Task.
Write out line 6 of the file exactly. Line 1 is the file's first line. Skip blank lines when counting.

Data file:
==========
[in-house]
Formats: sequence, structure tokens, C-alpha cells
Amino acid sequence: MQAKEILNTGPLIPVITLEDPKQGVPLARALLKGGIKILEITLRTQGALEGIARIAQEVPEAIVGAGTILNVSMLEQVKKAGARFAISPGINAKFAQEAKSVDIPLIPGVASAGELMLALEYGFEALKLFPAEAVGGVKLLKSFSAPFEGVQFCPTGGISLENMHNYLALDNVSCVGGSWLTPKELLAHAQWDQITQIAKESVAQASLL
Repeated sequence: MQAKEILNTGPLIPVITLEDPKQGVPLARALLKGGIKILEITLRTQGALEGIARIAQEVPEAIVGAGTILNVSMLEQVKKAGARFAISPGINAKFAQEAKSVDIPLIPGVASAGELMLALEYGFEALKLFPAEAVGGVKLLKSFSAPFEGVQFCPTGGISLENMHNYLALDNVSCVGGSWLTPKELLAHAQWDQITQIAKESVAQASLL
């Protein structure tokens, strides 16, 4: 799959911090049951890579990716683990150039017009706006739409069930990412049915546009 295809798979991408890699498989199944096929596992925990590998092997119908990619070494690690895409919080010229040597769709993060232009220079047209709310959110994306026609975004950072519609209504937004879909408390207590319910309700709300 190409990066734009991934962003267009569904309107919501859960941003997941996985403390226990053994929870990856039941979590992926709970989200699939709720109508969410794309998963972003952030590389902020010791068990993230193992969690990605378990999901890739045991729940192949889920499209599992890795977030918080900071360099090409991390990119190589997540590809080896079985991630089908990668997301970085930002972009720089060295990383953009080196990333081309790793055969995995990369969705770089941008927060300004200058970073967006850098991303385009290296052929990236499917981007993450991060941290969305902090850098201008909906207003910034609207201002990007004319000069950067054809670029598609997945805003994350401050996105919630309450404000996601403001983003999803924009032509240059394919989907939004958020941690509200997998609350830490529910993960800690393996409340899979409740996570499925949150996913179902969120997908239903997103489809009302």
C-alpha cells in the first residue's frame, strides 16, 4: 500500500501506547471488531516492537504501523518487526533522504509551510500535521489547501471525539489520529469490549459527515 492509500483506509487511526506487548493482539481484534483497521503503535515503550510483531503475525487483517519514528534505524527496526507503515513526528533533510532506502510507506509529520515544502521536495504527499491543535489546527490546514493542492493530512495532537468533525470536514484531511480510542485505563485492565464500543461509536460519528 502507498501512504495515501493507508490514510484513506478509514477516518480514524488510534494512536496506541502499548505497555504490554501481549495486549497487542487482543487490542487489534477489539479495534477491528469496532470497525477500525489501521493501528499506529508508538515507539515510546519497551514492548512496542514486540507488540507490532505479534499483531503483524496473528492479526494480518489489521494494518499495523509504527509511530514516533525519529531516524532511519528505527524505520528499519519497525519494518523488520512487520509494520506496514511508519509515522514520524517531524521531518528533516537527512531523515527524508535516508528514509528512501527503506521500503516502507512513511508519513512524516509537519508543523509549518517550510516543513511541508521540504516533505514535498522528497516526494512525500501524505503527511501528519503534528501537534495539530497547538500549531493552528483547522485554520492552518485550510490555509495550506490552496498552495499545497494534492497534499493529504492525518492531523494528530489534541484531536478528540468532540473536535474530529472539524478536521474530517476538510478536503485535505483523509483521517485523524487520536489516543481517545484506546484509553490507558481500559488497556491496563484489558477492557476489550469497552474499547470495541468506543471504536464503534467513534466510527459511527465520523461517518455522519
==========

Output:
C-alpha cells in the first residue's frame, strides 16, 4: 500500500501506547471488531516492537504501523518487526533522504509551510500535521489547501471525539489520529469490549459527515 492509500483506509487511526506487548493482539481484534483497521503503535515503550510483531503475525487483517519514528534505524527496526507503515513526528533533510532506502510507506509529520515544502521536495504527499491543535489546527490546514493542492493530512495532537468533525470536514484531511480510542485505563485492565464500543461509536460519528 502507498501512504495515501493507508490514510484513506478509514477516518480514524488510534494512536496506541502499548505497555504490554501481549495486549497487542487482543487490542487489534477489539479495534477491528469496532470497525477500525489501521493501528499506529508508538515507539515510546519497551514492548512496542514486540507488540507490532505479534499483531503483524496473528492479526494480518489489521494494518499495523509504527509511530514516533525519529531516524532511519528505527524505520528499519519497525519494518523488520512487520509494520506496514511508519509515522514520524517531524521531518528533516537527512531523515527524508535516508528514509528512501527503506521500503516502507512513511508519513512524516509537519508543523509549518517550510516543513511541508521540504516533505514535498522528497516526494512525500501524505503527511501528519503534528501537534495539530497547538500549531493552528483547522485554520492552518485550510490555509495550506490552496498552495499545497494534492497534499493529504492525518492531523494528530489534541484531536478528540468532540473536535474530529472539524478536521474530517476538510478536503485535505483523509483521517485523524487520536489516543481517545484506546484509553490507558481500559488497556491496563484489558477492557476489550469497552474499547470495541468506543471504536464503534467513534466510527459511527465520523461517518455522519